These guys are not saying that a LINUX desktop isn’t ready for LINUX enthusiasts, they are saying that it’s not ready for “joe user” who does want to be able to pick up any device and plug it in without having to wonder about drivers and the like.

    Well, guess what? I was “joe user” at one point too. I just found Linux fascinating and learned more about using it. Since then, my expectations of how a PC should operate have changed. As for wondering about drivers, every Mac user to this day checks to see if a new device will work on their platform.

    UPDATE: I re-read your comment and it HIT me. It’s not that Linux isn’t ready for “joe user,” it’s not ready for OS X and Windows users who want to run their proprietary technologies and services on Linux. And that’s fine by most Linux users. I always say use the best tool for the job (hence the mixed PC environment reference). However, if one becomes a Linux convert than he might, on occasion, need to exchange files — but there’s a variety applications that can read and write to those formats today.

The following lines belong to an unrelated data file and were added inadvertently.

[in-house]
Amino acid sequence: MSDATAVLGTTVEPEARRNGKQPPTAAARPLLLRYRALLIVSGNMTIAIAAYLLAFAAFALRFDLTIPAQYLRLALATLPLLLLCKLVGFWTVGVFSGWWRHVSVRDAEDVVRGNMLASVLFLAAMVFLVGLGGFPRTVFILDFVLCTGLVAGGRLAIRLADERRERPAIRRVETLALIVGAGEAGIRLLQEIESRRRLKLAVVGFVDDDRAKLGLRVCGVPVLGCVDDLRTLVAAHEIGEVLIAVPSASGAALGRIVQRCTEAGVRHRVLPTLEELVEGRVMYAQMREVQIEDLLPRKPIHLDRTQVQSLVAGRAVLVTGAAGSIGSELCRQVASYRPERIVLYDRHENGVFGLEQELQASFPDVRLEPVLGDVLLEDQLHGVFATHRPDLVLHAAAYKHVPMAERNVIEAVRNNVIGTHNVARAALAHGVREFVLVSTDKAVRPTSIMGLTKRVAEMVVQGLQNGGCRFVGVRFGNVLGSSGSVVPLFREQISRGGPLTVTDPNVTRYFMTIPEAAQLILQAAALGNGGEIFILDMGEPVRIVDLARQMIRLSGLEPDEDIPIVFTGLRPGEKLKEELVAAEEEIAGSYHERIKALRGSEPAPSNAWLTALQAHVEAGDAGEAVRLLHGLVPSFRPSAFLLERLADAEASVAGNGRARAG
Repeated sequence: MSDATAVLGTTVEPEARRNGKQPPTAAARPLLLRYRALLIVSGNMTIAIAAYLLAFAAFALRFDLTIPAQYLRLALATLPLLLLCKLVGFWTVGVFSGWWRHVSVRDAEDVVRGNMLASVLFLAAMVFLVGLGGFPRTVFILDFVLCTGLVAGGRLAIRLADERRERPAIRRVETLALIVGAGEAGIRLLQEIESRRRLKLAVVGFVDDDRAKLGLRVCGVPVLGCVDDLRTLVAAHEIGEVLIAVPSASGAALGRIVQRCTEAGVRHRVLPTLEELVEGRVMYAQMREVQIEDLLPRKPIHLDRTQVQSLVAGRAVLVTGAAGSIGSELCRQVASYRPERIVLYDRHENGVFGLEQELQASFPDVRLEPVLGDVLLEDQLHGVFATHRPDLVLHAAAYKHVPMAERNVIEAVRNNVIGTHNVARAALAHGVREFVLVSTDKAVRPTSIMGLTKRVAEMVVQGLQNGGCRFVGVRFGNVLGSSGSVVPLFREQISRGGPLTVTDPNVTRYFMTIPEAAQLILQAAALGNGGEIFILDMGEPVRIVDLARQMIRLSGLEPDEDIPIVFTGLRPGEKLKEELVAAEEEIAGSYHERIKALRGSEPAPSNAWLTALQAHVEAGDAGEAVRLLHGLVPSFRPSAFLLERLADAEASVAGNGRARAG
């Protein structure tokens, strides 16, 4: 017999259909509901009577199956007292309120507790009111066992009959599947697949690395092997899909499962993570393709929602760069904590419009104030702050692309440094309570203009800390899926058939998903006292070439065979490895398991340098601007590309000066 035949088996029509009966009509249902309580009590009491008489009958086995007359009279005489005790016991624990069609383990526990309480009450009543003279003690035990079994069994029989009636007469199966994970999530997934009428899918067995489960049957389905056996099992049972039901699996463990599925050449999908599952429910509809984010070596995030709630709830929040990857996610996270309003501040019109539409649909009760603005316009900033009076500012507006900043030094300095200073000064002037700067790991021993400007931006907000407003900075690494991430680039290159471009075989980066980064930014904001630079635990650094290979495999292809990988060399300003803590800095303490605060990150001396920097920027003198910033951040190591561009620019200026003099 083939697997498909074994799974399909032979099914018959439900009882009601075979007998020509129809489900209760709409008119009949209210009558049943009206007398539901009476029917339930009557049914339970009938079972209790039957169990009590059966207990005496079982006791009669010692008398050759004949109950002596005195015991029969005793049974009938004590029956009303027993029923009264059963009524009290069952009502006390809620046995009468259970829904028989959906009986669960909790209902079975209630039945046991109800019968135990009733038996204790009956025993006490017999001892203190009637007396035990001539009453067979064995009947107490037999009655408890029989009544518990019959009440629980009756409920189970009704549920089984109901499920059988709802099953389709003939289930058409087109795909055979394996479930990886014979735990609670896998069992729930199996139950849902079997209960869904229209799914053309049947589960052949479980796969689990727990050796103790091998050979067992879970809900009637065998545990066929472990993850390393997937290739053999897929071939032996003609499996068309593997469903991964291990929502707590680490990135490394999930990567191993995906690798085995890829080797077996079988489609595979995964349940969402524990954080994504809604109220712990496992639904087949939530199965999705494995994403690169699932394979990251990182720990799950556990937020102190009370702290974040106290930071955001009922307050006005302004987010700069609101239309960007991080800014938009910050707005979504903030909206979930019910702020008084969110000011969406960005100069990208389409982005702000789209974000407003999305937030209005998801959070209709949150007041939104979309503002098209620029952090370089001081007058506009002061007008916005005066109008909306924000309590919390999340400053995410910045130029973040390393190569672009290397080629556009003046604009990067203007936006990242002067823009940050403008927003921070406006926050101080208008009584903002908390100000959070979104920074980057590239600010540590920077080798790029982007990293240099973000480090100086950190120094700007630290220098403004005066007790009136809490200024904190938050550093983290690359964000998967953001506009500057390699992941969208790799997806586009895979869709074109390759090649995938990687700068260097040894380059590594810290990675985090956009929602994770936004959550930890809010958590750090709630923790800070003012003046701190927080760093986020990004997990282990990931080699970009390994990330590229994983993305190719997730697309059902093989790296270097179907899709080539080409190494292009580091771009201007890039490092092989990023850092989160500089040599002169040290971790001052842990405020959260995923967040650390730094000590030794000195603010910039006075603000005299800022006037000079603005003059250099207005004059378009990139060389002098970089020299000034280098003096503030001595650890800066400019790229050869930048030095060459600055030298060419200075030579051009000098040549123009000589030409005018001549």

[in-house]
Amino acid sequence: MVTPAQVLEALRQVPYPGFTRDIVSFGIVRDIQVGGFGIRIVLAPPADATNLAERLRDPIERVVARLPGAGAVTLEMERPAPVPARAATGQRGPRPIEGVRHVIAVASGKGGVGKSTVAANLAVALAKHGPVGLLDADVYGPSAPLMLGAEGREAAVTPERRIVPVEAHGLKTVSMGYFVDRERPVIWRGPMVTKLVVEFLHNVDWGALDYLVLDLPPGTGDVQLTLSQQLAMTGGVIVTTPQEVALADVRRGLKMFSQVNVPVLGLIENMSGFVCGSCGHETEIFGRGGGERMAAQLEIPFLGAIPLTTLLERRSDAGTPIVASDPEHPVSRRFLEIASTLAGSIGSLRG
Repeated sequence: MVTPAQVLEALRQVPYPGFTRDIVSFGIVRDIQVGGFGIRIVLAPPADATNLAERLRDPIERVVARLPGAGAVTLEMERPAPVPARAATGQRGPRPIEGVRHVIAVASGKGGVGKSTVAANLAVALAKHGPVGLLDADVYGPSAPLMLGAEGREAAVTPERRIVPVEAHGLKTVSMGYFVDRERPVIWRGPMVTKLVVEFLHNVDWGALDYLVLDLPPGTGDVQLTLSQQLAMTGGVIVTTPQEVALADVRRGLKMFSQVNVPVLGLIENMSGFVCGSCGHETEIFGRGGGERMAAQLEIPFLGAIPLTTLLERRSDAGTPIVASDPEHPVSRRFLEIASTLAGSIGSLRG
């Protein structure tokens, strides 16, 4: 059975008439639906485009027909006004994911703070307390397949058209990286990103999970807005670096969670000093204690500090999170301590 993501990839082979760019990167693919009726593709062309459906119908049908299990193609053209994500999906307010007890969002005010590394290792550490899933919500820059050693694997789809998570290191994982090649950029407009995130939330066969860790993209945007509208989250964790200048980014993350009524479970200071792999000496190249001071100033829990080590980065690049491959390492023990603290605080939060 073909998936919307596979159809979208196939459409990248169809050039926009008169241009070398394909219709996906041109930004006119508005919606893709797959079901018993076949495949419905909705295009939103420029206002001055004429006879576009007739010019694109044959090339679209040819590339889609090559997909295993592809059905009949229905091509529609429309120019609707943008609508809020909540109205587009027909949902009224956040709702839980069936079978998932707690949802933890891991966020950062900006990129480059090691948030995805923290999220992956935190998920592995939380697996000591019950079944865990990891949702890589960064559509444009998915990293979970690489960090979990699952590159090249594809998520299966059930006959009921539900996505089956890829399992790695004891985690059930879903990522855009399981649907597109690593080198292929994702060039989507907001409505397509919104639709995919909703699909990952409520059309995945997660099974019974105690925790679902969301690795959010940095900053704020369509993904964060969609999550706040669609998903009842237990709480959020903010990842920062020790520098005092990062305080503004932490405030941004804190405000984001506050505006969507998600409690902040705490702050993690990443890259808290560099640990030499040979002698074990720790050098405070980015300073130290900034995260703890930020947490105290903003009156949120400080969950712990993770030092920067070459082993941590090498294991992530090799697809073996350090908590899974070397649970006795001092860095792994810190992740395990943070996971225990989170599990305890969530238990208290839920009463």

ns01 said: You also dismiss the issue of codec support by saying the Windows etc are no different and go on to claim that they don’t support MP3 out of the box, when in point of fact they do. Even the complaint about DVD codecs is no longer true, at least for Windows Vista which includes DVD playback in the base OS.

    Like you said it’s now included. Great, that means Microsoft decided to buy the licenses for the media codecs before hand. Smart move. Like I said earlier, Dell and other OEMs can do this as well when they ship product.

    ns01 said: Don’t get me wrong, I like LINUX, but the arguements about it’s suitability for the masses are dead on, and your defence is little more than fanboyism

    Linux isn’t for everyone. I agree. I wrote this article from the viewpoint of an actual Linux user, which I am — not someone who’s a Mac fanboy like Mossberg and Gartenberg who were given a Dell laptop with an unfamiliar OS. Seriously, how does one review a product that he has no previous experience in using? I would never review or much less write an article about FreeBSD or Solaris.